Republican gubernatorial candidate Steve Pearce's tax returns likely will be in the crosshairs of Democrats seeking to bury the Hobbs congressman before the Nov. 6 finish of the race to succeed …
Republican gubernatorial candidate Steve Pearce's tax returns likely will be in the crosshairs of Democrats seeking to bury the Hobbs congressman before the Nov. 6 finish of the race to succeed term-limited Gov. Susana Martinez.
Pearce has said he will release his 2017 return sometime this month. But with early voters across the state set to begin casting ballots at county clerks' offices in less than a week, state Democrats contend the fact that tax documents are still missing amounts to an effort to conceal his considerable personal wealth. And in recent days they have ramped up the volume of their critique.
"New Mexicans deserve transparency from their leaders, and that means five years of Steve Pearce's income tax returns right now," said Marg Elliston, who chairs the state Democratic Party.
Meanwhile, the state party has sought to highlight what it says is the "accountability" of Democratic nominee Michelle Lujan Grisham, who released five years of tax returns under pressure from her rivals in the Democratic primary earlier this year.
Pearce, who didn't have a Republican primary opponent, said late last month he would release one year of his tax returns -- but not immediately.
In a recent interview, he said the 2017 return was "being held up."
"We obviously have a fairly complex return," said the candidate, who grew up poor but made a fortune with an oilfield services company he founded.
Pearce, who has been reported to be among the richest members of Congress, said information from "four or five other companies" was needed before his report could be completed. Those companies filed for six-month extensions, he said. The Internal Revenue Service deadline for those extensions to expire is Oct. 15.
Asked about past years' tax returns, he said, "We're not required to do it. We're doing everything legally we're required to do. This is above and beyond the law. And we just feel like I made the offer to release that, and we will."
New Mexico gubernatorial candidates have not traditionally released tax returns, but the issue has gained traction in state-level political contests since President Donald Trump broke with custom for presidential candidates and refused to make public his returns in 2016.
Lujan Grisham, like Pearce, declined to provide tax returns when initially asked in May by The New Mexican, instead pointing to the contents of considerably more vague congressional financial disclosure forms.
Shortly thereafter, however, she unveiled five years of returns amid mounting attacks from her rivals in the Democratic primary, who seized on a Politico report about her role in helping to manage the state's high-risk insurance pool with Delta Consulting Group to question her financial dealings.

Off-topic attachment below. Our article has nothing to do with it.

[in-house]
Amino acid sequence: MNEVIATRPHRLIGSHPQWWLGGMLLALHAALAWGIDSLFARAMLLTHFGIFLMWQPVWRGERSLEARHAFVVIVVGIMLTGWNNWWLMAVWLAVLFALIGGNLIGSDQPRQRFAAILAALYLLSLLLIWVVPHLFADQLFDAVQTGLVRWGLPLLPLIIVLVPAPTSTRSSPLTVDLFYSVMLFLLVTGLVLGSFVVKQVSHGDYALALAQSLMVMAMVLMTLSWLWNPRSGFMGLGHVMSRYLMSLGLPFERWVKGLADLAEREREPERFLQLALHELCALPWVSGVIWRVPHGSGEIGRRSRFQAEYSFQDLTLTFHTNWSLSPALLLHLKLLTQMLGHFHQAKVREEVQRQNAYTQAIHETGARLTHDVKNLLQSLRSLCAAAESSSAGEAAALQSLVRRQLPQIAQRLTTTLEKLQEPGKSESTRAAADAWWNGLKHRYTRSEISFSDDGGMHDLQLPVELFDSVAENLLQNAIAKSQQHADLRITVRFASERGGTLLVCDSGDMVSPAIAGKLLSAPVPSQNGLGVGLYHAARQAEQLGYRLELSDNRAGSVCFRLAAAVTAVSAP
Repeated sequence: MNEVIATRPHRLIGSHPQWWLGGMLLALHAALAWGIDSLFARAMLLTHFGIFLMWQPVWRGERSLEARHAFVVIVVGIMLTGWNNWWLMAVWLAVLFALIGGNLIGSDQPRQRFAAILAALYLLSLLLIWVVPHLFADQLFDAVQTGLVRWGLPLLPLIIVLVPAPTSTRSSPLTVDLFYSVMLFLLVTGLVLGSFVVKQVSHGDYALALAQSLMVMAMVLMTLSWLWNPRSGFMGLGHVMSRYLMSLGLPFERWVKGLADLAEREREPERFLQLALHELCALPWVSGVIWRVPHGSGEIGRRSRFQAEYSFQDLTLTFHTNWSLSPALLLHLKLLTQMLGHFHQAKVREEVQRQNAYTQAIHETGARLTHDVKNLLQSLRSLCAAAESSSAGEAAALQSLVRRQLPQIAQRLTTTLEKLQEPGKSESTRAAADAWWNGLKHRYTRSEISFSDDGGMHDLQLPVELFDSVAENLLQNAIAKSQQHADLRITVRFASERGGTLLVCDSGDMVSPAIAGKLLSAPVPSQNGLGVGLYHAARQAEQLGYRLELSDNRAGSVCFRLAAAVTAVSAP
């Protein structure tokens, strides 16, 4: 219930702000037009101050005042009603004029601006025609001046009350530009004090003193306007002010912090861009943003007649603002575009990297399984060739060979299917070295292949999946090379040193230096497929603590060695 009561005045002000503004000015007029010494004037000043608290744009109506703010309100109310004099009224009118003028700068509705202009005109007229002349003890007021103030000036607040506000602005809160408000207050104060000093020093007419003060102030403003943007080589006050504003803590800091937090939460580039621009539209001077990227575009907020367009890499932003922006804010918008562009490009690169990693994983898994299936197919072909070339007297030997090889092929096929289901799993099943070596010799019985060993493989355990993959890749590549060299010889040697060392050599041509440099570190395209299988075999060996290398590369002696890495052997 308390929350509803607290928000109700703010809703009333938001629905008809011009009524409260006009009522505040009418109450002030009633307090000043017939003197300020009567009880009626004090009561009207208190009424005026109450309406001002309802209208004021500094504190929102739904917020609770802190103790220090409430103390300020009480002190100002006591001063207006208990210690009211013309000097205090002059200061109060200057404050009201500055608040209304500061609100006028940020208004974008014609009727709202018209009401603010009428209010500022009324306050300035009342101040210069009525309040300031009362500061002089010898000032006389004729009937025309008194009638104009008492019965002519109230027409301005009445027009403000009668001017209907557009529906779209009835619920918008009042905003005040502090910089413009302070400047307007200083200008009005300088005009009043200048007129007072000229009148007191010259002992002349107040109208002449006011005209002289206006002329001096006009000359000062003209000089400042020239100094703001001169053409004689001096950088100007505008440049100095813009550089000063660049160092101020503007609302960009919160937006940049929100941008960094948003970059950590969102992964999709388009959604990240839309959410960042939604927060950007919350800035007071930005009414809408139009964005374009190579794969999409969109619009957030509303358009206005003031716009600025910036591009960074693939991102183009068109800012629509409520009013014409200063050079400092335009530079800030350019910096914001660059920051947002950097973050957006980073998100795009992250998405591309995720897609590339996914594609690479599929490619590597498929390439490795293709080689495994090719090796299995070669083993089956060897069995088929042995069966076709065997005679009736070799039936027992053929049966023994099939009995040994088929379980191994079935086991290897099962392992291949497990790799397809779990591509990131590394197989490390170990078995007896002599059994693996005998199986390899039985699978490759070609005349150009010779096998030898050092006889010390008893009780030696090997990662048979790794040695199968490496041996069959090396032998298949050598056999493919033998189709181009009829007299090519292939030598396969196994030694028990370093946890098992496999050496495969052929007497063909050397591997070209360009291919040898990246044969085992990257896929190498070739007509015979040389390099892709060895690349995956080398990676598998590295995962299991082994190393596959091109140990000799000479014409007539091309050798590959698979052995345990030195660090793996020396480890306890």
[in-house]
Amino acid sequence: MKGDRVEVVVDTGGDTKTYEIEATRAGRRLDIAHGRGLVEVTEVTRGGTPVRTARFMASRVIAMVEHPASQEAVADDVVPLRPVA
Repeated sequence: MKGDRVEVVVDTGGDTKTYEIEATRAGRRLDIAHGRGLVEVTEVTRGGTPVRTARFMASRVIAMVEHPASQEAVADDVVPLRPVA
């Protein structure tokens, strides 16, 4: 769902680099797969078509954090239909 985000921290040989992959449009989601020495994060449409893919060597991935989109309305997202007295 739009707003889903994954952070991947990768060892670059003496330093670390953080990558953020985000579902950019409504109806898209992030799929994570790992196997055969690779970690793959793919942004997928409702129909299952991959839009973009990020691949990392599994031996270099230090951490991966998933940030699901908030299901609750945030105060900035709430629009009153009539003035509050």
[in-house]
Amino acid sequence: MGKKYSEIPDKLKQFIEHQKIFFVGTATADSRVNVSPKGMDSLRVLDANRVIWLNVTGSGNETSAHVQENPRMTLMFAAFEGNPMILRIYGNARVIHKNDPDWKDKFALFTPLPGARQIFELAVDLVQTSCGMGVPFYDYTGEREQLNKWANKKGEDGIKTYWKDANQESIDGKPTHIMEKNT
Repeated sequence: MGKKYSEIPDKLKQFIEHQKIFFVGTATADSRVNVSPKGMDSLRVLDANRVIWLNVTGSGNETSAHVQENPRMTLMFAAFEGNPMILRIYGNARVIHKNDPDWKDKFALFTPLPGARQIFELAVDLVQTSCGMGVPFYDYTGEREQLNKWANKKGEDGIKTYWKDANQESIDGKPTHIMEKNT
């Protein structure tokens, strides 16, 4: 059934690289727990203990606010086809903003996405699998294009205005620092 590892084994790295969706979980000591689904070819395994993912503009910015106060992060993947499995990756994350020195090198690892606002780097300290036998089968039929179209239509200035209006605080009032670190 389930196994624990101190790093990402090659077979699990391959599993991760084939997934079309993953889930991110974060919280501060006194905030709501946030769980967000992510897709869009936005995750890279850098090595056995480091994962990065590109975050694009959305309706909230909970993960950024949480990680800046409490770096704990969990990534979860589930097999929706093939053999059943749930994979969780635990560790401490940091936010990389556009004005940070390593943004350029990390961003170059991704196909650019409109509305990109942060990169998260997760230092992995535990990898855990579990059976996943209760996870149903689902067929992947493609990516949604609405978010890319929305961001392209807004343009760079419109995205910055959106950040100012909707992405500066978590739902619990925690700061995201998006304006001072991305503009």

The returns showed she had understated her "passive income" from Delta Consulting Group in 2013 on the congressional forms. A spokesperson told Politico the inconsistency was an "honest mistake."
Pearce's annual financial disclosure forms filed earlier this year said his assets for 2017 were somewhere between $7.5 million and
$36.3 million (the congressional forms require only a range, not a specific dollar amount).
Lujan Grisham's campaign said Pearce should release the five-year equivalent of what Lujan Grisham released and pointed to a comment Pearce made, according to an Associated Press report in June, that he would divulge tax returns if Lujan Grisham divulged hers.
"New Mexico voters deserve to know what Pearce is hiding from them with this deceitful behavior," campaign spokesman James Hallinan said.
Pearce's camp shot back that Lujan Grisham had not released documentation of how her consulting group "scored" the contract to manage the high-risk pool. The state superintendent of insurance has said Delta has won contracts through competitive bidding processes.
"Michelle Lujan Grisham will do anything to distract from her scandalous crony contracts with the high-risk insurance pool," Pearce spokesman Kevin Sheridan said.
The state Democratic Party did incorrectly assert, in one of its email blasts, that Pearce had "demanded" Lujan Grisham release her returns. Asked to identify when Pearce had made such a demand, Joel Kasnetz, a party spokesman, said, "It could've been clearer on our part."
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